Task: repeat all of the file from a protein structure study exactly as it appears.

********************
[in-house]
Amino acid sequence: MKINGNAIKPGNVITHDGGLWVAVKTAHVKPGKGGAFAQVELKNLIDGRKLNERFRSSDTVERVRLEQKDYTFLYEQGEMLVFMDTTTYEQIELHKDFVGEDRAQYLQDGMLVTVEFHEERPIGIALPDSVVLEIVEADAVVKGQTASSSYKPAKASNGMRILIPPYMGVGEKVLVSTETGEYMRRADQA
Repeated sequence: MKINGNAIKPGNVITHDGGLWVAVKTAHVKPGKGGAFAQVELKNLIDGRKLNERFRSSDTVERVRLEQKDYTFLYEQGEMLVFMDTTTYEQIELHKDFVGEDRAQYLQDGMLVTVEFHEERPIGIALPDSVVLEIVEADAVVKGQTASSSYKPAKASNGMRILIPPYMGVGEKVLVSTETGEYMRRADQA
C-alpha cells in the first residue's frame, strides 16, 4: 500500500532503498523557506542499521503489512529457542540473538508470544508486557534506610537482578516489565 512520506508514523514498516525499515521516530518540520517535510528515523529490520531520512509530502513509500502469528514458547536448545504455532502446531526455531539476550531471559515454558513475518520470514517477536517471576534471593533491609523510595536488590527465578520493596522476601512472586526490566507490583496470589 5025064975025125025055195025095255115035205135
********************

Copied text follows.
[in-house]
Amino acid sequence: MKINGNAIKPGNVITHDGGLWVAVKTAHVKPGKGGAFAQVELKNLIDGRKLNERFRSSDTVERVRLEQKDYTFLYEQGEMLVFMDTTTYEQIELHKDFVGEDRAQYLQDGMLVTVEFHEERPIGIALPDSVVLEIVEADAVVKGQTASSSYKPAKASNGMRILIPPYMGVGEKVLVSTETGEYMRRADQA
Repeated sequence: MKINGNAIKPGNVITHDGGLWVAVKTAHVKPGKGGAFAQVELKNLIDGRKLNERFRSSDTVERVRLEQKDYTFLYEQGEMLVFMDTTTYEQIELHKDFVGEDRAQYLQDGMLVTVEFHEERPIGIALPDSVVLEIVEADAVVKGQTASSSYKPAKASNGMRILIPPYMGVGEKVLVSTETGEYMRRADQA
C-alpha cells in the first residue's frame, strides 16, 4: 500500500532503498523557506542499521503489512529457542540473538508470544508486557534506610537482578516489565 512520506508514523514498516525499515521516530518540520517535510528515523529490520531520512509530502513509500502469528514458547536448545504455532502446531526455531539476550531471559515454558513475518520470514517477536517471576534471593533491609523510595536488590527465578520493596522476601512472586526490566507490583496470589 5025064975025125025055195025095255115035205135